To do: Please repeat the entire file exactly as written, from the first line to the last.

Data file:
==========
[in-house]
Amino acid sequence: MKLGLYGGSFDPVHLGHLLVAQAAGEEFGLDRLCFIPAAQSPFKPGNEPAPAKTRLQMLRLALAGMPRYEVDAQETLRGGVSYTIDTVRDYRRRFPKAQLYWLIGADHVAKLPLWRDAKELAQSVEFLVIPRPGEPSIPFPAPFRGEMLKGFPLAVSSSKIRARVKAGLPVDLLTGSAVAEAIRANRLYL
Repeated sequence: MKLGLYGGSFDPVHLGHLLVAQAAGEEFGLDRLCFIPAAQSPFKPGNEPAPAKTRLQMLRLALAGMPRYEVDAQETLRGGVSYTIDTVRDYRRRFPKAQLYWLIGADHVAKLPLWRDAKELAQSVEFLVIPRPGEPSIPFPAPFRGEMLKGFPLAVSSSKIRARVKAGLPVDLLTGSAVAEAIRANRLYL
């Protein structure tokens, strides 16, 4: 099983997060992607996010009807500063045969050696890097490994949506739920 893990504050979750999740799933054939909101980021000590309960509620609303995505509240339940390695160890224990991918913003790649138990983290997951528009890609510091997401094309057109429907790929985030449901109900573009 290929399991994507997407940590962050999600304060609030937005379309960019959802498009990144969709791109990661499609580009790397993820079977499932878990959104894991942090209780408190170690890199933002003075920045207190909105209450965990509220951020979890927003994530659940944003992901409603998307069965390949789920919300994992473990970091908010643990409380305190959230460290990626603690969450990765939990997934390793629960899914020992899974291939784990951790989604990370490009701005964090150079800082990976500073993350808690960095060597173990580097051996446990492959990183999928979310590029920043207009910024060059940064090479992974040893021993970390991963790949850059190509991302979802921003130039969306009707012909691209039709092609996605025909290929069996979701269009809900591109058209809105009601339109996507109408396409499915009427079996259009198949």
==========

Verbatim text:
[in-house]
Amino acid sequence: MKLGLYGGSFDPVHLGHLLVAQAAGEEFGLDRLCFIPAAQSPFKPGNEPAPAKTRLQMLRLALAGMPRYEVDAQETLRGGVSYTIDTVRDYRRRFPKAQLYWLIGADHVAKLPLWRDAKELAQSVEFLVIPRPGEPSIPFPAPFRGEMLKGFPLAVSSSKIRARVKAGLPVDLLTGSAVAEAIRANRLYL
Repeated sequence: MKLGLYGGSFDPVHLGHLLVAQAAGEEFGLDRLCFIPAAQSPFKPGNEPAPAKTRLQMLRLALAGMPRYEVDAQETLRGGVSYTIDTVRDYRRRFPKAQLYWLIGADHVAKLPLWRDAKELAQSVEFLVIPRPGEPSIPFPAPFRGEMLKGFPLAVSSSKIRARVKAGLPVDLLTGSAVAEAIRANRLYL
């Protein structure tokens, strides 16, 4: 099983997060992607996010009807500063045969050696890097490994949506739920 893990504050979750999740799933054939909101980021000590309960509620609303995505509240339940390695160890224990991918913003790649138990983290997951528009890609510091997401094309057109429907790929985030449901109900573009 290929399991994507997407940590962050999600304060609030937005379309960019959802498009990144969709791109990661499609580009790397993820079977499932878990959104894991942090209780408190170690890199933002003075920045207190909105209450965990509220951020979890927003994530659940944003992901409603998307069965390949789920919300994992473990970091908010643990409380305190959230460290990626603690969450990765939990997934390793629960899914020992899974291939784990951790989604990370490009701005964090150079800082990976500073993350808690960095060597173990580097051996446990492959990183999928979310590029920043207009910024060059940064090479992974040893021993970390991963790949850059190509991302979802921003130039969306009707012909691209039709092609996605025909290929069996979701269009809900591109058209809105009601339109996507109408396409499915009427079996259009198949």